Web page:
Inflation and monetary policy: way forward
Dino Kos discusses inflation in Europe and explores the way forward for monetary policy.
Eurozone headline inflation peaked at 10.6% in October 2022 and has been steadily decelerating in the months that followed. The most recent reading, in March, came in at 6.9%. So, is the ECB’s work done? With inflation decelerating so rapidly, should the ECB simply pause its tightening cycle and watch as the current trend continues and brings inflation back toward the 2% goal?
“Given the risks of too much or too little tightening, the prudent course is to move cautiously and adjust gradually.”
Special Advisor to the CEO
Unfortunately for the ECB, the situation is complex, and this is no time to declare victory over inflation. The primary driver of the decline in headline inflation is the fall in energy prices. If that had been the only factor pushing inflation higher, then the ECB would have far more flexibility. However, the initial spike in energy prices spilled over into other sectors and created secondary effects. Core inflation – excluding energy prices and food, alcohol and tobacco – in the eurozone continues to rise. In March, core inflation rose 5.7% and showed no sign of leveling off. Service prices – which provide a better indication of underlying inflationary pressures – have risen from less than 1% in mid-2021 to 5% by spring 2023.
The evidence is clear. Underlying inflationary pressures remain with key measures of inflation at record highs since the launch of the euro with little sign of a turn lower. Despite the ECB’s tightening of policy, real short term interest rates remain negative. The ECB’s policy stance is not yet exerting restraint.
So, what can monetary policy do from here? The ECB has two main instruments. First, it can continue to increase short term interest rates. The overnight lending rate is 3.75%, having risen from 0.25% in mid-2022. In the near term the ECB should continue to nudge this rate higher, but probably slow down the pace of tightening so as to assess the impact of earlier increases.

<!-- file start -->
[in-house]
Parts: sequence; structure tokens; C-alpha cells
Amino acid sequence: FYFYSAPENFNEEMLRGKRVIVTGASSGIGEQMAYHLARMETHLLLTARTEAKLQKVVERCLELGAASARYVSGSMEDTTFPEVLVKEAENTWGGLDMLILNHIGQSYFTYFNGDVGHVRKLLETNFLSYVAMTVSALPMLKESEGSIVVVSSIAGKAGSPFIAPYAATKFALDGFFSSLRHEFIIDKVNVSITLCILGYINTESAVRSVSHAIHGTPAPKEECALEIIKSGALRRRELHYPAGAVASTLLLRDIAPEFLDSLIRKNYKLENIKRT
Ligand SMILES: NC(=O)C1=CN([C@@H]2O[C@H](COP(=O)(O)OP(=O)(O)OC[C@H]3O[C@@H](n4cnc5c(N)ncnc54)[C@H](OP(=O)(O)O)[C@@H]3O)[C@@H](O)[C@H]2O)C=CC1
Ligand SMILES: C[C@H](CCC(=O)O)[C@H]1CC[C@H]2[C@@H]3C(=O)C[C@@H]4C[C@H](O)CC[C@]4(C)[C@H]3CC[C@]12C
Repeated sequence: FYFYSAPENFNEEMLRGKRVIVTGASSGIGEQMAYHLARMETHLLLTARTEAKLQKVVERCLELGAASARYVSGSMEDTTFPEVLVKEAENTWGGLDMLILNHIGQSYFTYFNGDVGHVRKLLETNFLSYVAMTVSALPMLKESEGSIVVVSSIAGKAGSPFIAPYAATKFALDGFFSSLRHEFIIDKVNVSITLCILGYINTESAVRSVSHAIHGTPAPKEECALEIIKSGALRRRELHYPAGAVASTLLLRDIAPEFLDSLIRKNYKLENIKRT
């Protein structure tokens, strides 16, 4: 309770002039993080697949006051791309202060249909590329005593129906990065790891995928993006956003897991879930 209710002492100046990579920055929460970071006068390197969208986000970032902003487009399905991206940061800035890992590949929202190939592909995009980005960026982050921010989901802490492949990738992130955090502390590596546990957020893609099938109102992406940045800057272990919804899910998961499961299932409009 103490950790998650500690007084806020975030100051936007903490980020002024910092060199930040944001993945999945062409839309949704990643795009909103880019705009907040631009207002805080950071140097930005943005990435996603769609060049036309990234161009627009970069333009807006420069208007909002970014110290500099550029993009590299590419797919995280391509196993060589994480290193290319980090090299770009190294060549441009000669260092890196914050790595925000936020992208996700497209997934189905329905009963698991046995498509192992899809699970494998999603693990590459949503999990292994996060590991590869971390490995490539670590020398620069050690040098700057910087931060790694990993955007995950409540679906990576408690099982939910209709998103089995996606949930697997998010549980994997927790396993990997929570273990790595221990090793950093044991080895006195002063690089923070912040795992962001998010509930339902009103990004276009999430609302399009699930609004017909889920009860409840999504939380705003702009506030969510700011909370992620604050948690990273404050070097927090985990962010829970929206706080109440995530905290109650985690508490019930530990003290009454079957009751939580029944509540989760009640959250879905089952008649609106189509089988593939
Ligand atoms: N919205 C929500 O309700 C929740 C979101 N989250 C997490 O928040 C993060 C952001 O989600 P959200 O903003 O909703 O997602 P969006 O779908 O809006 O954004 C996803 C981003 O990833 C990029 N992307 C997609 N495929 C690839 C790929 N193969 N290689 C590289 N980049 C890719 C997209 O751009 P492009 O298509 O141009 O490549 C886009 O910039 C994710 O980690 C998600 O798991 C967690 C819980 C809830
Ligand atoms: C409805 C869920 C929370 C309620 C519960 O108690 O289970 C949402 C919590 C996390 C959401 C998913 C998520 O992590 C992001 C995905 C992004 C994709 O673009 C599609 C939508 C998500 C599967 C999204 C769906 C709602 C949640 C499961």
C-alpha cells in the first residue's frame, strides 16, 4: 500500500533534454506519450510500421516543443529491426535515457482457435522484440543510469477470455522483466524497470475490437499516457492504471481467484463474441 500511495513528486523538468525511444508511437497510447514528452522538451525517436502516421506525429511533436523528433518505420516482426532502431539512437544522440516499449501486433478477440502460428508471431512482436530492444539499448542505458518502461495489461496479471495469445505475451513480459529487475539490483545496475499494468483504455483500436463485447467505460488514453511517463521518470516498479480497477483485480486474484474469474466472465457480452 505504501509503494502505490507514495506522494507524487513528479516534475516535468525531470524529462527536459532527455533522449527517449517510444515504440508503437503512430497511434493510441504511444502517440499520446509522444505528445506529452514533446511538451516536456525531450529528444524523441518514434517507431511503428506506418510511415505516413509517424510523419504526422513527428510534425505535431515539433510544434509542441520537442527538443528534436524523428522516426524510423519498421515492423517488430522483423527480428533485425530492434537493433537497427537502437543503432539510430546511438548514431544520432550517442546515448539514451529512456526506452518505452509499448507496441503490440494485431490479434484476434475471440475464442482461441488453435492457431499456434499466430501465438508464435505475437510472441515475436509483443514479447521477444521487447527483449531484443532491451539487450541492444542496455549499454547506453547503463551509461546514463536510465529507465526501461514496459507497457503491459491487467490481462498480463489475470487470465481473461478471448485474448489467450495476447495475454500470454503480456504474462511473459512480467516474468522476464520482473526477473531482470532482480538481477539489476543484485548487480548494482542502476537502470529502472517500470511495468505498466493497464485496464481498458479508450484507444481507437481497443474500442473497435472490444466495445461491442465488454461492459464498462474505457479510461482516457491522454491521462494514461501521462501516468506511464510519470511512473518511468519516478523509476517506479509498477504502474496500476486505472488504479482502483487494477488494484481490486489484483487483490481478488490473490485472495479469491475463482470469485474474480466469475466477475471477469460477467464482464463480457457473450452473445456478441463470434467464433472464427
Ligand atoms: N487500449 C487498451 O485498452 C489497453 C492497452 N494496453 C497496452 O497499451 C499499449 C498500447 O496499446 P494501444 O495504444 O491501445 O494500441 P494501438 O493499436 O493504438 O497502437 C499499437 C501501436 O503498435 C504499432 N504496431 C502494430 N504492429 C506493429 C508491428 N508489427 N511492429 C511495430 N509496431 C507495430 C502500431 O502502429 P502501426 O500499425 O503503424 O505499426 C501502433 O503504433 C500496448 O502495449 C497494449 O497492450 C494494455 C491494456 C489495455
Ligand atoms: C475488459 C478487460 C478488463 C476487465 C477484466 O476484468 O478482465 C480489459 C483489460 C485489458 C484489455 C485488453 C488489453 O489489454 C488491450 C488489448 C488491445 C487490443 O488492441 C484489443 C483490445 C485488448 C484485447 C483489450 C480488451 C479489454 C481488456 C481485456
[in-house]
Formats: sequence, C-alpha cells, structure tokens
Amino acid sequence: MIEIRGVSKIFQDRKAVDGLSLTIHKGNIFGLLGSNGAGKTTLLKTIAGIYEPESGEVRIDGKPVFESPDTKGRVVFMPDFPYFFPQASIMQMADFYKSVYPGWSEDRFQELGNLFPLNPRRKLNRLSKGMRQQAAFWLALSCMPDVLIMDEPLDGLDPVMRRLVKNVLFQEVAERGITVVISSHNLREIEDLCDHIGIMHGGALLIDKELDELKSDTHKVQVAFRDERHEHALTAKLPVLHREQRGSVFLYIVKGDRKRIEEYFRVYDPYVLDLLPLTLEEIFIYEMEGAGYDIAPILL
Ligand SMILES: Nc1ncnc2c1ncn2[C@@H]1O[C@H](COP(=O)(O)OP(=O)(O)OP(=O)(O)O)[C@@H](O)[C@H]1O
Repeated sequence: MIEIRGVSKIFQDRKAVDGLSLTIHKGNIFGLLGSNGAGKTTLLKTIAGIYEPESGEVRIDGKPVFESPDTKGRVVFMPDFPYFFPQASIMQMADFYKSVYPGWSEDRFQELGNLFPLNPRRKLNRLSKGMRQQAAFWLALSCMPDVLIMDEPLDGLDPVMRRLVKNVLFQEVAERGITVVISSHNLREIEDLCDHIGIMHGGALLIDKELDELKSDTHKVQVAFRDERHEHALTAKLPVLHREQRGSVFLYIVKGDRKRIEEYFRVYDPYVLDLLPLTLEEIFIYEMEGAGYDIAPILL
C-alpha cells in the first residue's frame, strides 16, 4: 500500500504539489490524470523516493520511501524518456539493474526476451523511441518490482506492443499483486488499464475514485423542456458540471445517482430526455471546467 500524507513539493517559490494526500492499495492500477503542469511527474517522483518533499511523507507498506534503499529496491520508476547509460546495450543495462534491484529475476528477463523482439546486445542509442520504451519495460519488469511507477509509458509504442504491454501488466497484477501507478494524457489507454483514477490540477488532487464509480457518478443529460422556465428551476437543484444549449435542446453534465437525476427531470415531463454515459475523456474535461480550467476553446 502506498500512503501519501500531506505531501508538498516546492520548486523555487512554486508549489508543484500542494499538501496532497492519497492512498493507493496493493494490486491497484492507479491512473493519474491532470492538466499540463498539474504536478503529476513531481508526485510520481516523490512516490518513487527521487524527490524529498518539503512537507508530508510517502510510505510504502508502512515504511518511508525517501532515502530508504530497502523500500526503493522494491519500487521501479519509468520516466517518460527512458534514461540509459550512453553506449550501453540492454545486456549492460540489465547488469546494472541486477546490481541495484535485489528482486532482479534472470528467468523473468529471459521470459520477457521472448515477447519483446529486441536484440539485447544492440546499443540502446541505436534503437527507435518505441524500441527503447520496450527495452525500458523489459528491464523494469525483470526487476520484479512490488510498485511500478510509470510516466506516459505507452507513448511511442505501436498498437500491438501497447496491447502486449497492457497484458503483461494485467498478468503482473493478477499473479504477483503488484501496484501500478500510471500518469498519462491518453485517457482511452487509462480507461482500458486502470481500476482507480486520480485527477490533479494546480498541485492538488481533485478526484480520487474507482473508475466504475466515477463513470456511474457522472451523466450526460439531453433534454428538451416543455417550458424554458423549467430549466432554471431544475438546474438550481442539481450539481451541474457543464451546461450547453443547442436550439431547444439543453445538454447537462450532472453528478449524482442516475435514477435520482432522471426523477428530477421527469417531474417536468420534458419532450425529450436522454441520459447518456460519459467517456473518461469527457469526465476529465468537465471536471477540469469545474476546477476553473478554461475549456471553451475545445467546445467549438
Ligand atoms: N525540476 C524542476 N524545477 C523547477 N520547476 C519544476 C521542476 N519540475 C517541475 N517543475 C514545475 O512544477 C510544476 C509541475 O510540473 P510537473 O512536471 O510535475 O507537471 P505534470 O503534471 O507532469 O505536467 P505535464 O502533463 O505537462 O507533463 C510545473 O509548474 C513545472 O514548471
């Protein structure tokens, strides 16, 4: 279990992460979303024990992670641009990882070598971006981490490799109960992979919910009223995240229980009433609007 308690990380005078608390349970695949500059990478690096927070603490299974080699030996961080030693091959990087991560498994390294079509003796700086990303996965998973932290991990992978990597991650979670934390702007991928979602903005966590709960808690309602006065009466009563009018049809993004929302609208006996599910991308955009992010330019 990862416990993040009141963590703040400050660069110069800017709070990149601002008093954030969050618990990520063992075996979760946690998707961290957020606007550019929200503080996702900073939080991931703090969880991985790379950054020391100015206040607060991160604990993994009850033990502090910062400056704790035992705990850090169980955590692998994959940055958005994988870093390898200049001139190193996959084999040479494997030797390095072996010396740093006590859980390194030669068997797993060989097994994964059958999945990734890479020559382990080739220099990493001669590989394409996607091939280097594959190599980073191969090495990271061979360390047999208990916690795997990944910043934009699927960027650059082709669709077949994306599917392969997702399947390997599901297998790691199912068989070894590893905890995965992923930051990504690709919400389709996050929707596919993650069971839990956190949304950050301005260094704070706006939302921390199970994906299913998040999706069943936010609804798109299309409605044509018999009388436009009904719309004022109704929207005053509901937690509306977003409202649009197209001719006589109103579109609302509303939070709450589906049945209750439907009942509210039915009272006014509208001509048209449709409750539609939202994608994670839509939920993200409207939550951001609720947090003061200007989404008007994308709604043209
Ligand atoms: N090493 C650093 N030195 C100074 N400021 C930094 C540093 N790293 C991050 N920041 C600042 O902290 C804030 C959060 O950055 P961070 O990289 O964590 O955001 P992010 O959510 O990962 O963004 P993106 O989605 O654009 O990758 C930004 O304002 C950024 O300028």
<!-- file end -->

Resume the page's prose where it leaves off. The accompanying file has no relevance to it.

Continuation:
Second, the ECB can vary the pace at which it shrinks its own balance sheet – so-called “quantitative tightening” or QT. The ECB has contracted its balance sheet about 10% over the past 9 months (though it still exceeds pre-pandemic levels), mostly by not replacing securities and repurchase agreements when they matured. In the United States, the Federal Reserve is going through a similar process of raising interest rates and contracting its balance sheet.
As any tightening cycle progresses, the central bank has to be alert to signs that it should either accelerate tightening or decelerate and ultimately stop, as monetary policy works with a lag. This was the argument many analysts made in 2021 when inflation was picking up and central banks were anchored to zero interest rate policies. During 2021 central banks, including the ECB, should have begun a gradual increase of interest rates recognizing the lag inherent in policy outcomes. They failed to do that, and the result was the highest inflation in more than four decades.
In the same way, they should now be considering what signposts would make them slow down or stop. If tightening continues until reported inflation is back to 2%, the lagged effects of earlier tightening will assure both a further decline of inflation below target and a deep recession.
One signal to watch for is the health of the banking sector. Banking stress in both the United States and Switzerland has been noteworthy throughout early 2023. Perhaps these are coincidental idiosyncratic events that are unconnected to monetary policy and broader liquidity conditions. But perhaps not. In a period of uncertainty – and with other signs pointing to a slowdown or recession – should central banks be taking that risk?
The prudent course would be to slow down the pace of tightening and be prepared to adjust (faster or slower) as circumstances warrant. Similarly, the pace of quantitative tightening could also slow down for the same reason. Tighter policy could impact banks in several ways. First, all other things being equal, the economy will slow down, and the resulting pressure on certain sectors like commercial property could lead to rising bad loans. Second, banks will naturally hold back and be less willing to make new loans. Finally, the withdrawal of liquidity through quantitative tightening will tend to increase volatility and thus risk premiums, further pressurizing financial intermediaries to hold back new credit.
Ultimately, the ECB and other central banks were slow to tighten in 2021 in response to rising inflation, and then raised rates very rapidly in Q1 2023. Their recent haste creates a new set of risks that could restrain the economy in the future. Given the deep uncertainty and divergent risks of too much or too little tightening, the prudent course is to move cautiously and adjust gradually.
First published in “Views – The EuroFi magazine”, April 2023